View Full Version : Kodak Characteristic Curves expalined ?

percepts

27-Nov-2009, 10:49

I have never understood the notation for Kodak characteristic curves. Why do they use Lux Seconds and what is the significance of zero lux seconds on the x axis of all their film curves? And what is the significance of -3.0 lux seconds?

p.s. I know what a characteristic is but why do kodak seem to use something different than we all do when working out sensitometry?

gteeter

27-Nov-2009, 11:04

I have never understood the notation for Kodak characteristic curves. Why do they use Lux Seconds and what is the significance of zero lux seconds on the x axis of all their film curves? And what is the significance of -3.0 lux seconds?

p.s. I know what a characteristic is but why do kodak seem to use something different than we all do when working out sensitometry?

I think Kodak and other manufacturers prefer to work in absolute units. I presume that manufacturer's labs use calibrated light sources to make this possible. For an exposure the standard is lux seconds. Lux is the intensity, and multiplying that by exposure time gives the exposure--the time-integrated flux of photons onto the film. There must also be standards relating to how spectral respone is folded into the analysis.

Photographers, on the other hand, tend to use calibrated or uncalibrated light meters that give relative light intensities, I guess because it's more convenient and it allows the light meter to become a part of the testing procedure.

For a particular light meter it should be possible to directly convert reading into lux seconds, as long as the manufacturer is willing to share this information.

percepts

27-Nov-2009, 12:41

but there is a point on their curves where the log lux seconds is zero which I assume means 1 lux second. But then there is also log -3.0 lux seconds which must mean 0.001 lux seconds (1/1000th of a second). Is that correct?

gteeter

27-Nov-2009, 12:45

but there is a point on their curves where the log lux seconds is zero which I assume means 1 lux second. But then there is also log -3.0 lux seconds which must mean 0.001 lux seconds (1/1000th of a second). Is that correct?

That sounds right to me. Of course, to get an exposure of 0.001 lux seconds doesn't necessarily require an exp. time of 0.001s--that would only be the case if the light intensity were 1 lux.

ic-racer

27-Nov-2009, 13:10

Yes, decimals will show up as negative numbers after the log.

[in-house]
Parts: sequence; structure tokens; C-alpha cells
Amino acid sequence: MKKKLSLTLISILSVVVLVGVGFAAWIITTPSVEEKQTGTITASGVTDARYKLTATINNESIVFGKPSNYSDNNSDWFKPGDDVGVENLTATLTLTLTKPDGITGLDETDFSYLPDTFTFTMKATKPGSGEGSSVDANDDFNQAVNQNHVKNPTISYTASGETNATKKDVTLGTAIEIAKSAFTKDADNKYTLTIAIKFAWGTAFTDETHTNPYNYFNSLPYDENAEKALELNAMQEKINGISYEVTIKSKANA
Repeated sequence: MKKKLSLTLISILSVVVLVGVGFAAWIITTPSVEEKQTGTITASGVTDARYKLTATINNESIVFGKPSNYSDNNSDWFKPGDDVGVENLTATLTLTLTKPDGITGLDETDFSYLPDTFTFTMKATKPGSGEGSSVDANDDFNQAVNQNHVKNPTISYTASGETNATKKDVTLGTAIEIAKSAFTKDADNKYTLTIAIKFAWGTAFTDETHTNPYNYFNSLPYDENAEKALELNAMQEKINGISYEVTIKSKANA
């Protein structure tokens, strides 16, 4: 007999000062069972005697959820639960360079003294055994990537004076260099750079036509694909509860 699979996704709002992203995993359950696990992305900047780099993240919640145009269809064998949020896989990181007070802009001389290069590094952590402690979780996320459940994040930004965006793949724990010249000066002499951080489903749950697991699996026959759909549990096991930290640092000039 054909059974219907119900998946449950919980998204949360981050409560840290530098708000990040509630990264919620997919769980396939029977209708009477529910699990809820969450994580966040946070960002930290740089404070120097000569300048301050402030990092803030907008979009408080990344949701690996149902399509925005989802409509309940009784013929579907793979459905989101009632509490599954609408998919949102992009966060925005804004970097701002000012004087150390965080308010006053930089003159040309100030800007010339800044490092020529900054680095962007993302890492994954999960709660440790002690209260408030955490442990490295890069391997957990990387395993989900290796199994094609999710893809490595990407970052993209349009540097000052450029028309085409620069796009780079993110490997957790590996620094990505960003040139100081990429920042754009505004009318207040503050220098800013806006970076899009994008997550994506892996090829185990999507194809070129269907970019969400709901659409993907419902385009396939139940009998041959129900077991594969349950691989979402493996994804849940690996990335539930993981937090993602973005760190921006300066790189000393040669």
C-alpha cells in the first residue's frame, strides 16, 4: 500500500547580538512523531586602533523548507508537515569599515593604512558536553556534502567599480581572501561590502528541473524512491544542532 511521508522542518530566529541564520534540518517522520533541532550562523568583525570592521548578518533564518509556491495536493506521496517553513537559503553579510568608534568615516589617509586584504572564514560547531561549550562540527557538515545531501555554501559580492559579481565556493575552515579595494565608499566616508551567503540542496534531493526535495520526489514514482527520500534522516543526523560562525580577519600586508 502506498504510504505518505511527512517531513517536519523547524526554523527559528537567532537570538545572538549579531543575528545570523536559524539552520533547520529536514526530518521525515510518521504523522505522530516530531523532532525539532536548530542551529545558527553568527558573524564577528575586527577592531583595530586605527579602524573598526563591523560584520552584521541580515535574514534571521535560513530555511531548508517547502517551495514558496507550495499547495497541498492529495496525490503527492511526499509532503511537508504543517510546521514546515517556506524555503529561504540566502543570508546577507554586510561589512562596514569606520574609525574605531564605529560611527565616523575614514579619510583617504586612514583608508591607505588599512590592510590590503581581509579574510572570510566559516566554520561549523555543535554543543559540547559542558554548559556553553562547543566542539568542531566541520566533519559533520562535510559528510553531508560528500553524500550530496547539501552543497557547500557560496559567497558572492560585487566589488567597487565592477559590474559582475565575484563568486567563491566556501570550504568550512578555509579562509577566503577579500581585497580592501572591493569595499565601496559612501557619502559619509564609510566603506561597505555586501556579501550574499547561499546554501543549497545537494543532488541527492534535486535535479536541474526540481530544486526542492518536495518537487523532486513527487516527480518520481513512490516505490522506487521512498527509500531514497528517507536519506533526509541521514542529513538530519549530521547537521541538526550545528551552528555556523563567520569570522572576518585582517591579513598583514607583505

Here is a quote from Kodak on the subject:

Now we have to get the log exposure for each

step so that we can graph the characteristic curve for our

film sample. We can measure the amount of light that the

sensitometer is putting out by using a lux meter (a light

meter that measures lux. Lux and metre-candles are

the same thing, but lux is the preferred term). So we try

this and we get a reading of 100,000 millilux. The

instruction manual for the sensitometer tells us that the

exposure time is 1/5 of a second.

Exposure = Illuminance (in millilux) x Time (in sec)

Exposure = 100,000 x 1/5

Exposure = 20,000 millilux-seconds

Now we take the log of our exposure, 20,000

millilux-seconds, and get an answer of 4.3. Our log

exposure is 4.3.

percepts

27-Nov-2009, 13:10

The final question I think is: what fraction of a lux second corresponds to a 1 stop difference in exposure? I guess each doubling of time from any point is a 1 stop difference as normal.

ic-racer

27-Nov-2009, 13:11

The final question I think is: what fraction of a lux second corresponds to a 1 stop difference in exposure?

Well 1/2 or double, depending on if you are going up or down. That is why they convert it to logs, because in that case it is easy, just 0.3 when going up or down.

percepts

27-Nov-2009, 13:14

0.3 on the log scale.

That figures. Now I understand their charts. Thanks all...

ic-racer

27-Nov-2009, 13:20

This is a good document. Everyone interested in film curves should read it. It really explains it in an understandable manner.

http://motion.kodak.com/motion/uploadedFiles/US_plugins_acrobat_en_motion_education_sensitometry_workbook.pdf

Nathan Potter

27-Nov-2009, 17:57

Lux is a measure of light intensity as measured with a spot meter. You can find conversion tables here and there. but for reference here are some common equivalents between lux and EV.

EV lux

-1.0 1.25

0.0 2.5

1.0 5.0

5.0 80

10 2600

15 81,900

18 656,000

Exposure dose is lux times seconds. As mentioned lux-sec. is often given in log units for ease of use.

More strictly lux is a measure of illuminance and is a lumen per meter squared. But these photometric units can drive one crazy so best to not get into too much detail except as necessary.

Nate Potter, Austin TX.

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